Sam, on the other hand, is an incredible person I fell in love with on the spot. Running away from an abusive stepfather at age seven, he was used to fighting for his life every day. Forced to fend for himself with hard bodily work since he was twelve, Sam gathered enormous knowledge about chemistry, pharmacy, herb medicine, farming, animal husbandry almost in passing, making him a self-taught practical universal genius. But he stutters so badly that he can barely communicate, and he is dyslexic, both facts making him a retard in the eyes of his contemporaries. Thus he is denied approval and even reward for his achievements, which makes him distrustful against almost everybody. He trusts and loves only his physically handicapped sister, who he has saved from a state-owned asylum and put into a private nursing home which he pays for all on his own. In turn, his sister loves him back unconditionally and trusts him blindly. Alex is the only person who manages to get behind Sam’s thick walls; it’s Alex’s music which first melts Sam’s heart, and later Alex’s brash refusal to accept Sam’s rejection, Alex’s blind, mad love for him. Slowly, gradually Sam comes to care for Alex and to trust him, to a point where he finally manages to accept Alex’s help and to lean on him. Those two were fated to be together against all odds, those two dysfunctional men who compliment each other in a way that neither makes sense alone.
But not only the main characters, also the secondary cast were distinguishable, well-elaborated characters. Even Alex’s uncle Tim, a psychopath if there ever was one, was given character traits and motivations which, although they didn’t exculpate him, at least made his actions understandable. And I totally loved Sam’s sister Amy, who is as stubborn and determined as her brother at three times the sass.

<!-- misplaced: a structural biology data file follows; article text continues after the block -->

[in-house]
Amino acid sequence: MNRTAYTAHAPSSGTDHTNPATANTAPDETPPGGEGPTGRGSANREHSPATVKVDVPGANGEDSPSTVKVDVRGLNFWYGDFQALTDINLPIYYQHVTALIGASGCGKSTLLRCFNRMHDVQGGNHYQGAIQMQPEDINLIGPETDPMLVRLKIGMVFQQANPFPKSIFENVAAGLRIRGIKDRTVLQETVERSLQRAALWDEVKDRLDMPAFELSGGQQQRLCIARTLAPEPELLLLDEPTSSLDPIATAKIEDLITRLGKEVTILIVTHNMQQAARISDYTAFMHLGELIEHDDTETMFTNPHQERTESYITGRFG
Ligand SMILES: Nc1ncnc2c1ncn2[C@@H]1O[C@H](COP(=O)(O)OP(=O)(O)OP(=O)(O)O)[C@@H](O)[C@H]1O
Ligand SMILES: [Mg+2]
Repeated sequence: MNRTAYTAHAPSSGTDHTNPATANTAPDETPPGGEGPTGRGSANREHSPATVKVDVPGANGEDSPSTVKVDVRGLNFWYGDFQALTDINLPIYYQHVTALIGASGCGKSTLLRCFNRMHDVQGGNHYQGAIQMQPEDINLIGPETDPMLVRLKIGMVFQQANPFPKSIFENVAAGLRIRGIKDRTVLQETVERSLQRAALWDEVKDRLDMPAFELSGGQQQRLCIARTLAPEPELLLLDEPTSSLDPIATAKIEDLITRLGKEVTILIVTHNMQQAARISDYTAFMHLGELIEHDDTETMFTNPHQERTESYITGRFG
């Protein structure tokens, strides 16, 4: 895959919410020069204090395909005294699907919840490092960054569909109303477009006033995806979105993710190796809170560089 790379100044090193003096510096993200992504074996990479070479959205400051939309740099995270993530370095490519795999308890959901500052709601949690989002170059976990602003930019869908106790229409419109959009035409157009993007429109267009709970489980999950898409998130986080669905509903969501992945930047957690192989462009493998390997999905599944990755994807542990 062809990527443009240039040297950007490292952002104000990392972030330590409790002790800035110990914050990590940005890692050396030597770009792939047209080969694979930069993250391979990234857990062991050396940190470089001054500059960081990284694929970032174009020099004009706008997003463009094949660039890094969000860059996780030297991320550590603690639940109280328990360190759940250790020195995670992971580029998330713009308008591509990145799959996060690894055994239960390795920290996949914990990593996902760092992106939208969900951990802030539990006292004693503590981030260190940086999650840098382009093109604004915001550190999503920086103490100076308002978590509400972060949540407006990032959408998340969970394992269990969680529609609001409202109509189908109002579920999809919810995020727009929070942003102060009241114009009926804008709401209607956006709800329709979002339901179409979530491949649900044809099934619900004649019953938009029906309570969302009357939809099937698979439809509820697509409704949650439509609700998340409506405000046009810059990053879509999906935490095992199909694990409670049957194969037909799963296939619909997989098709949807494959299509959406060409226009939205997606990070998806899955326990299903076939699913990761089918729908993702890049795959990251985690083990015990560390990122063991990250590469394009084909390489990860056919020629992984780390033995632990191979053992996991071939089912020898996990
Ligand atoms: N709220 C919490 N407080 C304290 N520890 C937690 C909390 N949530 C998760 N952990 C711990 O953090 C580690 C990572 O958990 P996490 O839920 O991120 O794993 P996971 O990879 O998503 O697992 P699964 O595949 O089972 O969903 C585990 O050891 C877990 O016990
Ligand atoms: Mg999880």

Perfect Score isn’t an easy read. It’s set during a hard time, in the late 1960′s, and people’s lives were hard back then. The narrative voices, either Alex’s or Sam’s, make no big deal of the hardships, though. Things are as they are. People get drunk and kill other people, children get abused or become disabled due to poverty and poor healt care. The poor die early, the strong feed off the weak, and money makes everything possible. The intensity comes with the factual tone of voice, and the realism brought me right in the middle of Silver Creek, anywhere. Hints and references at the time, like musicians, clothes, hairstyles, mannerisms of speech further added to the timely feeling. I was there with them, on the pastures and in the cow barns, in the dingy bars and smoke-filled clubs. I suffered with both Sam and Alex through their darkest hours and rose with them to their bright, shining future.